A Look at Florida
Editor’s note: This is the second of a two-part look at the Sunshine State.
Should Sen. Bob Graham (D) choose to leave the Senate in 2004, the impact of an open-seat race to succeed him in the Sunshine State has the potential to cause the most political ripples south of the Interstate 4 corridor. The highway, which runs from the Tampa-St. Petersburg metropolitan area through the citrus and tourist country to Orlando and on to Daytona Beach, is a central dividing line used to separate north and south Florida.
But the diversity of the southern half of the state — from the thriving Cuban population in Miami to the retirement communities of Broward and Palm Beach heavy with New York Jewish transplants, to the touristy citruslands of central “Tamplando” — is a stark contrast to that of the northern part.
While the Senate race could open several safe seats, such as Rep. Peter Deutsch’s (D) 20th district, it could also produce a pair of competitive openings for House Democrats hungry to make inroads in their current 12-seat deficit.
Democrats hoping to expand the playing field of competitive seats could look to target the seats of GOP Reps. Mark Foley and Dave Weldon, should one or both opt into the Senate contest.
Foley is running hard for Graham’s seat with the expectation that it will be open in 2004. However, he has still not said definitively whether he will remain in a race against the three-term Senator and beloved former governor should Graham decide on a re-election bid. Weldon, meanwhile, is exploring a Senate bid in the event Graham does not seek re-election.
If Weldon opts into the Senate race, Democrats will likely put forth their best effort to contest the open-seat 15th district race.
Brevard County Commissioner Nancy Higgs (D), viewed as possibly one of the only Democrats who could win the conservative-leaning seat, is exploring the race and was recently in Washington, D.C., to meet with party officials. Higgs may run regardless of what Weldon does.
Democrat Jim Tso, who took 37 percent of the vote against Weldon in 2002, could also look to run again if the seat opens up.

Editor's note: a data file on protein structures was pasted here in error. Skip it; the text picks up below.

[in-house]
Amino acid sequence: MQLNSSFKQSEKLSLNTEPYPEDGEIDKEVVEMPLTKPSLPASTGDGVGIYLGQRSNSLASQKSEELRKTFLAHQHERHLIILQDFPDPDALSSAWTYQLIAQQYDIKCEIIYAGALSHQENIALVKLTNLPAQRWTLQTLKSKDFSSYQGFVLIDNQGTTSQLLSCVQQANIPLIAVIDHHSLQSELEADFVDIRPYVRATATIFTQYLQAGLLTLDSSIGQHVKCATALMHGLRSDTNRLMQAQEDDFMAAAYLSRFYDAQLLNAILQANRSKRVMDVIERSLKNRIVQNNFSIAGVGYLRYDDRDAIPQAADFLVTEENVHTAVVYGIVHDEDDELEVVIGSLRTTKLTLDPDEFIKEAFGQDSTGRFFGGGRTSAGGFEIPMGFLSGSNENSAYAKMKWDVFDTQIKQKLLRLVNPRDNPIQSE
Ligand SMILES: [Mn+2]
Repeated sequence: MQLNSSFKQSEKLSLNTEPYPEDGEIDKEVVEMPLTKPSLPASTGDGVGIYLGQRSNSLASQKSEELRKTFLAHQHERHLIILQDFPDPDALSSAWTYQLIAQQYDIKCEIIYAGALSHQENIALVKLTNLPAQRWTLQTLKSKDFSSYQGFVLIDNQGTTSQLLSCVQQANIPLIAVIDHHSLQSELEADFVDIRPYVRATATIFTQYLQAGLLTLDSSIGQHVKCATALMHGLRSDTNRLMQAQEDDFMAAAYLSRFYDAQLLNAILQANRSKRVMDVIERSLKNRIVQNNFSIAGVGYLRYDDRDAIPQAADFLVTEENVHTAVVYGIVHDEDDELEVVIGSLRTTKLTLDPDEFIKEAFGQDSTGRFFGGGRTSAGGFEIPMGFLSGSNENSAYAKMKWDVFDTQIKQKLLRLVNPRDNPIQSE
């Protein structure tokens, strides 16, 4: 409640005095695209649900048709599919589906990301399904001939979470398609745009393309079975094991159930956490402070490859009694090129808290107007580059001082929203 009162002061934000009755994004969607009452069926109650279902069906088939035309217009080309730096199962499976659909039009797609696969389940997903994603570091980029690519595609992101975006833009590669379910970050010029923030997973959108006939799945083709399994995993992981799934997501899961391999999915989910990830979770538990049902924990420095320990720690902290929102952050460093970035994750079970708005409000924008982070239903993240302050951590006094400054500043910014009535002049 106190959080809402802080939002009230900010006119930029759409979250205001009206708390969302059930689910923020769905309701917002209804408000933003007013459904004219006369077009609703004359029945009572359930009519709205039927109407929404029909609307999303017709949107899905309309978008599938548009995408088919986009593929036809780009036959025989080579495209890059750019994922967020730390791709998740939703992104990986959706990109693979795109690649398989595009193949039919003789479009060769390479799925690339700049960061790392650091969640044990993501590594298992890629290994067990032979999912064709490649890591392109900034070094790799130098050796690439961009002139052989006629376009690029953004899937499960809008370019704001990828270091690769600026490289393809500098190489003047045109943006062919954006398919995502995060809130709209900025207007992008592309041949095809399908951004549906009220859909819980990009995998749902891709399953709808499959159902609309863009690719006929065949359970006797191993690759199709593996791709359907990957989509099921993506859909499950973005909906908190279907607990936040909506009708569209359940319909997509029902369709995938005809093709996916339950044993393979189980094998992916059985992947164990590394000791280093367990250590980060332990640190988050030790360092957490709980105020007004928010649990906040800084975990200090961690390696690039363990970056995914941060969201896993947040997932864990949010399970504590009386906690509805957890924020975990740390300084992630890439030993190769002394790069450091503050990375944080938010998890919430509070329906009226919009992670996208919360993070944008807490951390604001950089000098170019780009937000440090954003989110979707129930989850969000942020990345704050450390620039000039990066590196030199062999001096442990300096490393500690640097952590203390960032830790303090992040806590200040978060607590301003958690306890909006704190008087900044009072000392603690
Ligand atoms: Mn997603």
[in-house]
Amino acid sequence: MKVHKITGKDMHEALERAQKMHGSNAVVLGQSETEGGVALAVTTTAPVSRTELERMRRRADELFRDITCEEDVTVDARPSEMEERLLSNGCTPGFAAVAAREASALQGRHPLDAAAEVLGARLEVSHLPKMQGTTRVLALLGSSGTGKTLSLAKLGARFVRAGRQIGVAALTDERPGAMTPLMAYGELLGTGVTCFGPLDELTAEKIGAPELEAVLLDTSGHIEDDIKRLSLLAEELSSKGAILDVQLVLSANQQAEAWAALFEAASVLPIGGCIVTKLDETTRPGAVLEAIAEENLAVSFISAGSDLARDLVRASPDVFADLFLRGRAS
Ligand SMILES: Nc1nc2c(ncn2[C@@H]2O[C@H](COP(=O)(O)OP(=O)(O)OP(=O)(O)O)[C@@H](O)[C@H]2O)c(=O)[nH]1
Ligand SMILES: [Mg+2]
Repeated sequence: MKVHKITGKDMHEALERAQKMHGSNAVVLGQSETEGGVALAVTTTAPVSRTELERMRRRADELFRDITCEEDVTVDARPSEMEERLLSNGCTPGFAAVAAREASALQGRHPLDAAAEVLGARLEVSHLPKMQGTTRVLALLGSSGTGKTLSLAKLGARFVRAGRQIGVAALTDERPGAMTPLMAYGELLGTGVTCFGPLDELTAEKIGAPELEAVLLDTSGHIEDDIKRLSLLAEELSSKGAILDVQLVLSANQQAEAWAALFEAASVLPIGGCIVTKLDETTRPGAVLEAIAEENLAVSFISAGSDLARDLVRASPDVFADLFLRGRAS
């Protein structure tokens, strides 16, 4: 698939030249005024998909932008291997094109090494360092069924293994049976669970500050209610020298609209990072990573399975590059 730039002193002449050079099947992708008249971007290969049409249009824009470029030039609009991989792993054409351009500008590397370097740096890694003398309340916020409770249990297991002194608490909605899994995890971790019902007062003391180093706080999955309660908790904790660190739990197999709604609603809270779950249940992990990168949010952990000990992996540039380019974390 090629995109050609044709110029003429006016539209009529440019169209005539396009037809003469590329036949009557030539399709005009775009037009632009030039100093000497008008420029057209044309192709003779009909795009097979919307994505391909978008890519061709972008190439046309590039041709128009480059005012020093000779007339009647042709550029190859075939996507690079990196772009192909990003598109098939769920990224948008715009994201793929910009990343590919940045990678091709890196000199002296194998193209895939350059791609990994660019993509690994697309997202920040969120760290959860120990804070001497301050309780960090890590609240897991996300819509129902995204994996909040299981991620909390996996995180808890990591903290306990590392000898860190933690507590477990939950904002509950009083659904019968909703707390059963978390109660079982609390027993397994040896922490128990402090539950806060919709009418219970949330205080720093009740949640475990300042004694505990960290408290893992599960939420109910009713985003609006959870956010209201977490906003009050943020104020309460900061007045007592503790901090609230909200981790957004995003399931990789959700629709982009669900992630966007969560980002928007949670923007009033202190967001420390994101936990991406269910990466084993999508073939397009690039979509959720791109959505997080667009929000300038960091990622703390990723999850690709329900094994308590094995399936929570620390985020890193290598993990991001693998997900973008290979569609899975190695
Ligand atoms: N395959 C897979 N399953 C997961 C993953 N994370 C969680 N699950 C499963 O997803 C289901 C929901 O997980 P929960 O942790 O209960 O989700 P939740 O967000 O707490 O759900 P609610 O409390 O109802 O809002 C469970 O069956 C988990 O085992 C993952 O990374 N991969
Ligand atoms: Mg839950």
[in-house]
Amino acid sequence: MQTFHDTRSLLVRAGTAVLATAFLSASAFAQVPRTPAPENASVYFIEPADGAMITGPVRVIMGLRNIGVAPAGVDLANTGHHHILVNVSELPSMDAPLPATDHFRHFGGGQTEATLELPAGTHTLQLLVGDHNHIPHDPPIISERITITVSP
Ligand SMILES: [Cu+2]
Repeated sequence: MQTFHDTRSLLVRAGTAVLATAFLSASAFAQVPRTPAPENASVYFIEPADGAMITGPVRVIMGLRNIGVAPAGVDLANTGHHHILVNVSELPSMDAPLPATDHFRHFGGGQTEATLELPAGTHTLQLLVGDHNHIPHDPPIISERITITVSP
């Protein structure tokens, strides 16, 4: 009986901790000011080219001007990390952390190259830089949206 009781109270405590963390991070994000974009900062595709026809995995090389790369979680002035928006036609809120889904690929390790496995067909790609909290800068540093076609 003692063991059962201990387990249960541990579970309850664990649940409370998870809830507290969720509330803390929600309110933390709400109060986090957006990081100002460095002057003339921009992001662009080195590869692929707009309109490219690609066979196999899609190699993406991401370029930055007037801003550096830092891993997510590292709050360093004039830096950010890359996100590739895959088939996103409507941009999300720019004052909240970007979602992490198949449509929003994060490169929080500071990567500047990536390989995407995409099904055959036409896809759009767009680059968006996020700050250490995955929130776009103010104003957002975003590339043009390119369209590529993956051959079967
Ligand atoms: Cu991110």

On the Republican side, state Sens. Bill Posey and Mike Haridopolos are mentioned as candidates if Weldon is not. Posey has said he will definitely run in an open-seat situation. Weldon has held the central Space Coast-area seat since 1994.
A lengthy list of other potential Republican candidates has also been floated for the seat. It includes Florida GOP Chairwoman Carole Jean Jordan, state Rep. Mitch Needelman, former state Rep. Randy Ball, Brevard County Sheriff Phil Williams and ex-Palm Bay City Councilor Helen Voltz.
In Foley’s neighboring 16th district, several Republicans are lining up to run. State Reps. Gayle Harrell and Joe Negron have already announced they are seeking the GOP nod. Other Republicans mulling a bid are former state Rep. Tom Warner and attorney Rob Siedlecki.
A Democratic operative noted that Foley’s seat is a hybrid of urban West Palm Beach and rural counties, a combination that during an open election gives his party a shot.
“It’s a seat Democrats ought to be looking at,” the operative noted.
Martin County business consultant Don Delaney (D) is currently looking at the race. West Palm Beach Mayor Lois Frankel (D), a former state legislator, is also mentioned, although it is not clear how much interest she has in a House race.
State Sen. Ron Kline (D) “really wants to be in Congress. Very badly wants to be in Congress,” said a Democratic consultant.
Also, state Sen. David Arronberg (D) “would be crazy not to look at it,” the consultant said.